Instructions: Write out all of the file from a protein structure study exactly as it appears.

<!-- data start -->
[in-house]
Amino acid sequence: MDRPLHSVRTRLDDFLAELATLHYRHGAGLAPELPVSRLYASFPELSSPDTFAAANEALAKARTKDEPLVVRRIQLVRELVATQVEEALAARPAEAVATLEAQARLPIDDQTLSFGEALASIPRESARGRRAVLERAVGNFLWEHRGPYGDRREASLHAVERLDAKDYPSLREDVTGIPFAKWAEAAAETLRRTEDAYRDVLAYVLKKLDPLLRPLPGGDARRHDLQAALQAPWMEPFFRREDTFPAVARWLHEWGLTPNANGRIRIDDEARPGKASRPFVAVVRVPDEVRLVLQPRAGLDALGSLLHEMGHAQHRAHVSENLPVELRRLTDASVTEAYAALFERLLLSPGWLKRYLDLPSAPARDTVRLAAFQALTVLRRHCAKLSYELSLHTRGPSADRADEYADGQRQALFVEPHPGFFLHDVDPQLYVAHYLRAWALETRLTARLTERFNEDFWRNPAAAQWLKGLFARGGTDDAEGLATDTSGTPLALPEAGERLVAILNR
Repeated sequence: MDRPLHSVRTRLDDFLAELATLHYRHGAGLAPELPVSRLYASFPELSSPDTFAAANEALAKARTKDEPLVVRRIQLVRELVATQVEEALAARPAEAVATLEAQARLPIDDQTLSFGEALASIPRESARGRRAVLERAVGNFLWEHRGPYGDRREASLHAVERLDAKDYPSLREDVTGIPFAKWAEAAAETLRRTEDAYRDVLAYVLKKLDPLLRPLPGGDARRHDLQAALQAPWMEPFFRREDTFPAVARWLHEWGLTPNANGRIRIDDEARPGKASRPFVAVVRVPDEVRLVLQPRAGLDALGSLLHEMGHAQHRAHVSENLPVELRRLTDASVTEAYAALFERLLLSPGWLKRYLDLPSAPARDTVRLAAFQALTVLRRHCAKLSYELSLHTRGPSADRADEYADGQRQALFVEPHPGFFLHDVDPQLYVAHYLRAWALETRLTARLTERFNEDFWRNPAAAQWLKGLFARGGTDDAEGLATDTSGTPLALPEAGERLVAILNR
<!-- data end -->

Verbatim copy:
[in-house]
Amino acid sequence: MDRPLHSVRTRLDDFLAELATLHYRHGAGLAPELPVSRLYASFPELSSPDTFAAANEALAKARTKDEPLVVRRIQLVRELVATQVEEALAARPAEAVATLEAQARLPIDDQTLSFGEALASIPRESARGRRAVLERAVGNFLWEHRGPYGDRREASLHAVERLDAKDYPSLREDVTGIPFAKWAEAAAETLRRTEDAYRDVLAYVLKKLDPLLRPLPGGDARRHDLQAALQAPWMEPFFRREDTFPAVARWLHEWGLTPNANGRIRIDDEARPGKASRPFVAVVRVPDEVRLVLQPRAGLDALGSLLHEMGHAQHRAHVSENLPVELRRLTDASVTEAYAALFERLLLSPGWLKRYLDLPSAPARDTVRLAAFQALTVLRRHCAKLSYELSLHTRGPSADRADEYADGQRQALFVEPHPGFFLHDVDPQLYVAHYLRAWALETRLTARLTERFNEDFWRNPAAAQWLKGLFARGGTDDAEGLATDTSGTPLALPEAGERLVAILNR
Repeated sequence: MDRPLHSVRTRLDDFLAELATLHYRHGAGLAPELPVSRLYASFPELSSPDTFAAANEALAKARTKDEPLVVRRIQLVRELVATQVEEALAARPAEAVATLEAQARLPIDDQTLSFGEALASIPRESARGRRAVLERAVGNFLWEHRGPYGDRREASLHAVERLDAKDYPSLREDVTGIPFAKWAEAAAETLRRTEDAYRDVLAYVLKKLDPLLRPLPGGDARRHDLQAALQAPWMEPFFRREDTFPAVARWLHEWGLTPNANGRIRIDDEARPGKASRPFVAVVRVPDEVRLVLQPRAGLDALGSLLHEMGHAQHRAHVSENLPVELRRLTDASVTEAYAALFERLLLSPGWLKRYLDLPSAPARDTVRLAAFQALTVLRRHCAKLSYELSLHTRGPSADRADEYADGQRQALFVEPHPGFFLHDVDPQLYVAHYLRAWALETRLTARLTERFNEDFWRNPAAAQWLKGLFARGGTDDAEGLATDTSGTPLALPEAGERLVAILNR